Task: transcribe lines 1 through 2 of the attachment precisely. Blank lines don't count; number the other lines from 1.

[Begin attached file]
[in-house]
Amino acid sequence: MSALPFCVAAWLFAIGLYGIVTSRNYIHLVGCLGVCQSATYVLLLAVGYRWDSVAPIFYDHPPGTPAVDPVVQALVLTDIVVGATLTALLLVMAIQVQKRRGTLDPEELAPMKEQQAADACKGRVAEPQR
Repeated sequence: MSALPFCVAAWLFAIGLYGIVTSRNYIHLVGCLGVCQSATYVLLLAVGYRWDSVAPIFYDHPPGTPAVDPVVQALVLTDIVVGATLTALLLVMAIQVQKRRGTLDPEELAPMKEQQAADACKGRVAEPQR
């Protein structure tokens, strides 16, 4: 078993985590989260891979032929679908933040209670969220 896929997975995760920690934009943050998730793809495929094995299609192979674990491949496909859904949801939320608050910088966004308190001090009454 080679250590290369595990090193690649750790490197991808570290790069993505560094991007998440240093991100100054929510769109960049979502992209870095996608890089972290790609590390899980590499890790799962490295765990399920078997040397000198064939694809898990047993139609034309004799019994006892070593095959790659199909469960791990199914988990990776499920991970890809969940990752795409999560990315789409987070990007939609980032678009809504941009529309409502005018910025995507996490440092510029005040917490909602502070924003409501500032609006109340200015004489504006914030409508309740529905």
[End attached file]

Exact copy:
[in-house]
Amino acid sequence: MSALPFCVAAWLFAIGLYGIVTSRNYIHLVGCLGVCQSATYVLLLAVGYRWDSVAPIFYDHPPGTPAVDPVVQALVLTDIVVGATLTALLLVMAIQVQKRRGTLDPEELAPMKEQQAADACKGRVAEPQR